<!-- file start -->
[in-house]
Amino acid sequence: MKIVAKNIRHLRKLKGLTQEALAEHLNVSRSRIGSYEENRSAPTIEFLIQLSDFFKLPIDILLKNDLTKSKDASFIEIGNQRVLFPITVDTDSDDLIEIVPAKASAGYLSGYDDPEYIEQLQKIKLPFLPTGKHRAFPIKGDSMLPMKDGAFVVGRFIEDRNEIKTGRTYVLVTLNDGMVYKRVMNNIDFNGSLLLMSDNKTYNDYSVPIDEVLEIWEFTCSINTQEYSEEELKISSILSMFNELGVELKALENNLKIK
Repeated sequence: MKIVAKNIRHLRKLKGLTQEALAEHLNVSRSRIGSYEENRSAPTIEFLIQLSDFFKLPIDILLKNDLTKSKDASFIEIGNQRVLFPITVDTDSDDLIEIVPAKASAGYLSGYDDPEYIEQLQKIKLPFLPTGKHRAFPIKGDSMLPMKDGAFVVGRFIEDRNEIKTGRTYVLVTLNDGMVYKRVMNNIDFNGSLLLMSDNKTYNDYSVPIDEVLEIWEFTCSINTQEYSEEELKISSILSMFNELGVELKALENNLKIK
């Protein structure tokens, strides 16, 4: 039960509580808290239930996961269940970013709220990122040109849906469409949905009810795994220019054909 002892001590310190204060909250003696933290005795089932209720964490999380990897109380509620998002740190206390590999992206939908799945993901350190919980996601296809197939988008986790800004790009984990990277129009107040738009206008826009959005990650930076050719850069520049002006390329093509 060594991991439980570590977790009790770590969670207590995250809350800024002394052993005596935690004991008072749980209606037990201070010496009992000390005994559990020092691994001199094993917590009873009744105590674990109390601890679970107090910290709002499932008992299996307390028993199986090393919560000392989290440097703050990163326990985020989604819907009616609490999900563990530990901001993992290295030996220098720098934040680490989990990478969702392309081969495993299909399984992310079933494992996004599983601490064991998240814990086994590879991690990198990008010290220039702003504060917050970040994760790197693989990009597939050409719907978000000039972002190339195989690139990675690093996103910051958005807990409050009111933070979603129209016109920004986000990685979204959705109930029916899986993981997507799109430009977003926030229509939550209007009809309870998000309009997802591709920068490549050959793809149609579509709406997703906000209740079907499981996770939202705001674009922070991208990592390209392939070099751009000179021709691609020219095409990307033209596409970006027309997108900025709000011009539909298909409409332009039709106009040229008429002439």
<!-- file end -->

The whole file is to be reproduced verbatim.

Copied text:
[in-house]
Amino acid sequence: MKIVAKNIRHLRKLKGLTQEALAEHLNVSRSRIGSYEENRSAPTIEFLIQLSDFFKLPIDILLKNDLTKSKDASFIEIGNQRVLFPITVDTDSDDLIEIVPAKASAGYLSGYDDPEYIEQLQKIKLPFLPTGKHRAFPIKGDSMLPMKDGAFVVGRFIEDRNEIKTGRTYVLVTLNDGMVYKRVMNNIDFNGSLLLMSDNKTYNDYSVPIDEVLEIWEFTCSINTQEYSEEELKISSILSMFNELGVELKALENNLKIK
Repeated sequence: MKIVAKNIRHLRKLKGLTQEALAEHLNVSRSRIGSYEENRSAPTIEFLIQLSDFFKLPIDILLKNDLTKSKDASFIEIGNQRVLFPITVDTDSDDLIEIVPAKASAGYLSGYDDPEYIEQLQKIKLPFLPTGKHRAFPIKGDSMLPMKDGAFVVGRFIEDRNEIKTGRTYVLVTLNDGMVYKRVMNNIDFNGSLLLMSDNKTYNDYSVPIDEVLEIWEFTCSINTQEYSEEELKISSILSMFNELGVELKALENNLKIK
């Protein structure tokens, strides 16, 4: 039960509580808290239930996961269940970013709220990122040109849906469409949905009810795994220019054909 002892001590310190204060909250003696933290005795089932209720964490999380990897109380509620998002740190206390590999992206939908799945993901350190919980996601296809197939988008986790800004790009984990990277129009107040738009206008826009959005990650930076050719850069520049002006390329093509 060594991991439980570590977790009790770590969670207590995250809350800024002394052993005596935690004991008072749980209606037990201070010496009992000390005994559990020092691994001199094993917590009873009744105590674990109390601890679970107090910290709002499932008992299996307390028993199986090393919560000392989290440097703050990163326990985020989604819907009616609490999900563990530990901001993992290295030996220098720098934040680490989990990478969702392309081969495993299909399984992310079933494992996004599983601490064991998240814990086994590879991690990198990008010290220039702003504060917050970040994760790197693989990009597939050409719907978000000039972002190339195989690139990675690093996103910051958005807990409050009111933070979603129209016109920004986000990685979204959705109930029916899986993981997507799109430009977003926030229509939550209007009809309870998000309009997802591709920068490549050959793809149609579509709406997703906000209740079907499981996770939202705001674009922070991208990592390209392939070099751009000179021709691609020219095409990307033209596409970006027309997108900025709000011009539909298909409409332009039709106009040229008429002439």